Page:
Disaster movies came in vogue, and slowly disappeared, in the 1970s and have slowly begun to emerge as a viable alternative for those sick of the cinaplexes being choked to death with superhero films during the summer. With plenty of films that can be remade, updated or otherwise cribbed from in the genre it’s no surprise that studios have gone to large scale disaster films when they can’t bring a story about spandex clad heroes into theatres. It’s counter programming for the set that doesn’t want to see anything based off a comic book … at $200 million a clip. Plus you can allow for a massive star cast, much like the 1970s, and make the event the draw as opposed to relying on a particular actor to bring in audiences.
And this week’s blockbuster counter programming is San Andreas, which features two main plots juxtaposed against a series of massive earthquakes.
Dwayne “The Rock” Johnson is a helicopter rescue pilot in the middle of figuring out how to define his family. His wife (Carla Gugino) has just served him divorce papers as she’s moving in with her billionaire boyfriend (Ioan Gruffudd). Nothing was ever the same after their other daughter drowned accidentally. His goal now is to drive their daughter (Alexandra Daddario) to college, so they can spend one final weekend together before she moves on to the next stage of her life, when the San Andreas Fault Line decides it’s going to mess things up. Finding his soon to be ex-wife in transit, the two have to save their daughter amidst the chaos.
The other half of the film revolves around a professor (Paul Giamatti) at Cal Tech has figured out how to predict when Earthquakes will happen using science. It’s up to him to get the message out that an unprecedented Earthquake is about to wreck havoc on southern California. While Cal-Tech is being rocked by Earthquakes, and after he watches firsthand the destruction of the Hoover Dam via earthquake, his goal is to get the message out that the big one is coming.
The problem with the film, one that infects it from the top down, is that there isn’t a natural beat to any of the proceedings.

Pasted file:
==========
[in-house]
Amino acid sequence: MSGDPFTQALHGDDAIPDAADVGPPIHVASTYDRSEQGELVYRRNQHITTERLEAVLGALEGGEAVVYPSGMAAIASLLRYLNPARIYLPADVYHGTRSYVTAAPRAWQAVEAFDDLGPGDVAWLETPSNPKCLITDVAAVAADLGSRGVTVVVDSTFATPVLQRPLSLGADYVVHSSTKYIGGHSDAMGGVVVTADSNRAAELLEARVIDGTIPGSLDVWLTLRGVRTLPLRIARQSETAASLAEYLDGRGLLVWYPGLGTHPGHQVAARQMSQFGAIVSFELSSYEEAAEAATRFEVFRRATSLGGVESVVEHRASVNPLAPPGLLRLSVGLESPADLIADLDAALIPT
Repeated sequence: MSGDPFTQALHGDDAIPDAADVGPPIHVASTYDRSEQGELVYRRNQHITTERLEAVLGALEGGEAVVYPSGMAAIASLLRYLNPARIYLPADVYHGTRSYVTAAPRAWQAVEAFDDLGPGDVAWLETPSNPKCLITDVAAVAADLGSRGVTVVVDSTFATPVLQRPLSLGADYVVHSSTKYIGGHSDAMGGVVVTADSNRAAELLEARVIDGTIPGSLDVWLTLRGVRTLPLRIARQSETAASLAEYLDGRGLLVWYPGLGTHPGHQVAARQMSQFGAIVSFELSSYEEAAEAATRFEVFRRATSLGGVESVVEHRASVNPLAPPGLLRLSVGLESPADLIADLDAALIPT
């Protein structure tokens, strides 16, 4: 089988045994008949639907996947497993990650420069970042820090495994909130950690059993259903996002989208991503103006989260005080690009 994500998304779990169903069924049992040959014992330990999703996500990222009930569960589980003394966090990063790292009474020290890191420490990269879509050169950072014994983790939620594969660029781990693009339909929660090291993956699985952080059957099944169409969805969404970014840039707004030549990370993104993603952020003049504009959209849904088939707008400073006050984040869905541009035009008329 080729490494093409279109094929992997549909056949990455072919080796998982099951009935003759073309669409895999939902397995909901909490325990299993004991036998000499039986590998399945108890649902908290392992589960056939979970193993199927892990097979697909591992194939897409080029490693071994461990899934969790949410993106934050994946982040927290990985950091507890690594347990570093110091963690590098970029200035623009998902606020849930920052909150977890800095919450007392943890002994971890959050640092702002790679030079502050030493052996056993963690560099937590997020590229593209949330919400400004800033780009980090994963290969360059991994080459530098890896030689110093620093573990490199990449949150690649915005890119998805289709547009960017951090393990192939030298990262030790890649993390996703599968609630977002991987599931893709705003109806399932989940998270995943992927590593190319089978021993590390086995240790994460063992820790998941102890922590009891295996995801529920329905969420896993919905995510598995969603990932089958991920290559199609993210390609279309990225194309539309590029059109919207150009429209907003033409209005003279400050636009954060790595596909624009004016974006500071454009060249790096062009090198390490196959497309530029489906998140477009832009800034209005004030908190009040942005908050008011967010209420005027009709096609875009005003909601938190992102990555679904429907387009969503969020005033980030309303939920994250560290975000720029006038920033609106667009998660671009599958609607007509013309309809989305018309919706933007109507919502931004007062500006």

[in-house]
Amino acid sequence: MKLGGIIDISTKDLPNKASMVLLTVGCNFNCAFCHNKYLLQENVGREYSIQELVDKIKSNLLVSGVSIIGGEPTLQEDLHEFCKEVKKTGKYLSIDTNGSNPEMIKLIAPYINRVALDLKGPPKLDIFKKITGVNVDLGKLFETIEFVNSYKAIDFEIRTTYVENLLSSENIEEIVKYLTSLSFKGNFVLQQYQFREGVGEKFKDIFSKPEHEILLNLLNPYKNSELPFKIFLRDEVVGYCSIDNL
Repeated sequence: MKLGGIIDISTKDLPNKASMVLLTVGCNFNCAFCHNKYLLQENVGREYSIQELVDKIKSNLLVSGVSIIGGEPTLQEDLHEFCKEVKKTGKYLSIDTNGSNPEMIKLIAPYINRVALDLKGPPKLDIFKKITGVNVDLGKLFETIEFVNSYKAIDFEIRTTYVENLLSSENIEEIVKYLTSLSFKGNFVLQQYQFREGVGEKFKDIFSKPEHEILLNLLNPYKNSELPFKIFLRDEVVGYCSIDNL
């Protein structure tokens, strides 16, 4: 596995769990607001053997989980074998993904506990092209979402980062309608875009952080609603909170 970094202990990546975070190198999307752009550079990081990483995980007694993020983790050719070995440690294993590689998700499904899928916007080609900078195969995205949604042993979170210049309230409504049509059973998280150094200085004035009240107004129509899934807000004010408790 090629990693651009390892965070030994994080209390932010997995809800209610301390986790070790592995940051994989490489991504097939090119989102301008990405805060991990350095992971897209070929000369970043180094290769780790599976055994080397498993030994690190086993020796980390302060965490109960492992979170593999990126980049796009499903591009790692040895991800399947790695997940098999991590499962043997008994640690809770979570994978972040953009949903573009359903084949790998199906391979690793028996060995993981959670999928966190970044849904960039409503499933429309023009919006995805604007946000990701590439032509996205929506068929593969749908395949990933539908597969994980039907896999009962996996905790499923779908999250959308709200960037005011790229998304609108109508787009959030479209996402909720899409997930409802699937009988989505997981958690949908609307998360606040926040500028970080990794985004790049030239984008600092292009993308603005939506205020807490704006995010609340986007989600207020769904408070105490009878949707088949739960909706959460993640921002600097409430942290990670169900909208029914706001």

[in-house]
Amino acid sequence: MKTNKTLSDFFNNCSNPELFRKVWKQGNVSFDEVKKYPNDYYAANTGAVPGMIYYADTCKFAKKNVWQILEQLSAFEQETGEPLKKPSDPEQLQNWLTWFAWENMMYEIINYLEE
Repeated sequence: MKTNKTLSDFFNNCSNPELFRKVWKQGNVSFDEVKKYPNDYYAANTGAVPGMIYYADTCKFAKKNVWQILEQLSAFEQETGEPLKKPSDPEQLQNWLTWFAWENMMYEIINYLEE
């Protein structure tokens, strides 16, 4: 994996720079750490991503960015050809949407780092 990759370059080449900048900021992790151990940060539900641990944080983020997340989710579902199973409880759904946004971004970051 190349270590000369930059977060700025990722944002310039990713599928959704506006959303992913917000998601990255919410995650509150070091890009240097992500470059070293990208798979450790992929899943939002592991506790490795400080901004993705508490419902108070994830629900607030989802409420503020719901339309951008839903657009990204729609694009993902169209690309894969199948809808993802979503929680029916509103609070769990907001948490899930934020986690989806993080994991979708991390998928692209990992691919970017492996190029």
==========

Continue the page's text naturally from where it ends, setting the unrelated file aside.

San Andreas has a predictable flow and plot structure to the point where nothing happens in the film that doesn’t follow the usual cliche ridden story a disaster film typically follow. There’s no attempt at making anything new or unique with the material. Every of the usual beats, from the new boyfriend who’s secretly a bad person to the separated couple who use the events to get back together, are things we’ve seen before so much you can predict them beforehand. If there was a drinking game based on archetypes alone you wouldn’t be able to drive home from the theatre legally for several days.
Disaster films are a lot adult films, though … you don’t watch them for the plot.
The film’s main selling point is the destruction of California, mainly San Francisco and Los Angeles, via an ungodly amount of CGI. And even that isn’t all that spectacular. The problem with so much CGI is that it starts to look like a cartoon, almost surrealistic. With so much CGI it feels like a bad Road Runner cartoon than a film; too much happens that was a digital creation that there’s no real sense of danger. This film feels like a Star Wars prequel in that almost everything happening feels like a green screen creation, nothing more, and that’s a problem when your film is designed to get people into it because of this calamity.
The spectacle is beautifully done … it’s just so artificial and computer driven that it disaster chic as opposed to proper disaster.
Director: Brad Peyton Writer: Carlton Cuse Notable Cast: Dwayne Johnson, Carla Gugino, Alexandra Daddario, Paul Giamatti, Ioan Gruffudd, Archie Panjabi, Hugo Johnstone-Burt, Art Parkinson
Scott Sawitz is an Inside Pulse original. He's also been featured on The Ultimate Fighter.com, Fox Sports.com, Nerdcore Movement.com, CagePotato.com, Inside Fights.com and Film Arcade.net (among others). When Scott isn't writing about film he's making his own. Check out Drunk Justice Productions right here.